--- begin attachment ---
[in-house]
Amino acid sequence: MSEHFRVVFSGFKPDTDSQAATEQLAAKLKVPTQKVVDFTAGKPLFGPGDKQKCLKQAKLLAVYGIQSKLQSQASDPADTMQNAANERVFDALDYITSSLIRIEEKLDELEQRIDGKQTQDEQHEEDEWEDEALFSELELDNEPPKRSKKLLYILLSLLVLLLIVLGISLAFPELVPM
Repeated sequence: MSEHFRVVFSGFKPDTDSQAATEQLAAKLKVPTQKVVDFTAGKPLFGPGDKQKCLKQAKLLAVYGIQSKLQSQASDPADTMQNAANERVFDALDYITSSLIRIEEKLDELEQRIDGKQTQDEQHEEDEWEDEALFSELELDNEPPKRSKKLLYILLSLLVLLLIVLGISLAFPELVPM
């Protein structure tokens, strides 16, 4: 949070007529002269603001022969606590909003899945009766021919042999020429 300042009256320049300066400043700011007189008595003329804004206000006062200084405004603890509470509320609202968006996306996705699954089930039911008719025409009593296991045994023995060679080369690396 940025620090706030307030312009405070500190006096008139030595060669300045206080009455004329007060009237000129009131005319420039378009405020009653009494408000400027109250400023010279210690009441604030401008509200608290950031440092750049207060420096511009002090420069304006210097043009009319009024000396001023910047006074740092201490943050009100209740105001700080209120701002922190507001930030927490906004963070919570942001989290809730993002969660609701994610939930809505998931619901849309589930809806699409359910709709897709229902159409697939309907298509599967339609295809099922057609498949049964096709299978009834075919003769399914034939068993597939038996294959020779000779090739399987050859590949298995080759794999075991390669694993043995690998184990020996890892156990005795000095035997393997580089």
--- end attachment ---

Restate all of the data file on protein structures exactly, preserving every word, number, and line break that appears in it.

[in-house]
Amino acid sequence: MSEHFRVVFSGFKPDTDSQAATEQLAAKLKVPTQKVVDFTAGKPLFGPGDKQKCLKQAKLLAVYGIQSKLQSQASDPADTMQNAANERVFDALDYITSSLIRIEEKLDELEQRIDGKQTQDEQHEEDEWEDEALFSELELDNEPPKRSKKLLYILLSLLVLLLIVLGISLAFPELVPM
Repeated sequence: MSEHFRVVFSGFKPDTDSQAATEQLAAKLKVPTQKVVDFTAGKPLFGPGDKQKCLKQAKLLAVYGIQSKLQSQASDPADTMQNAANERVFDALDYITSSLIRIEEKLDELEQRIDGKQTQDEQHEEDEWEDEALFSELELDNEPPKRSKKLLYILLSLLVLLLIVLGISLAFPELVPM
């Protein structure tokens, strides 16, 4: 949070007529002269603001022969606590909003899945009766021919042999020429 300042009256320049300066400043700011007189008595003329804004206000006062200084405004603890509470509320609202968006996306996705699954089930039911008719025409009593296991045994023995060679080369690396 940025620090706030307030312009405070500190006096008139030595060669300045206080009455004329007060009237000129009131005319420039378009405020009653009494408000400027109250400023010279210690009441604030401008509200608290950031440092750049207060420096511009002090420069304006210097043009009319009024000396001023910047006074740092201490943050009100209740105001700080209120701002922190507001930030927490906004963070919570942001989290809730993002969660609701994610939930809505998931619901849309589930809806699409359910709709897709229902159409697939309907298509599967339609295809099922057609498949049964096709299978009834075919003769399914034939068993597939038996294959020779000779090739399987050859590949298995080759794999075991390669694993043995690998184990020996890892156990005795000095035997393997580089």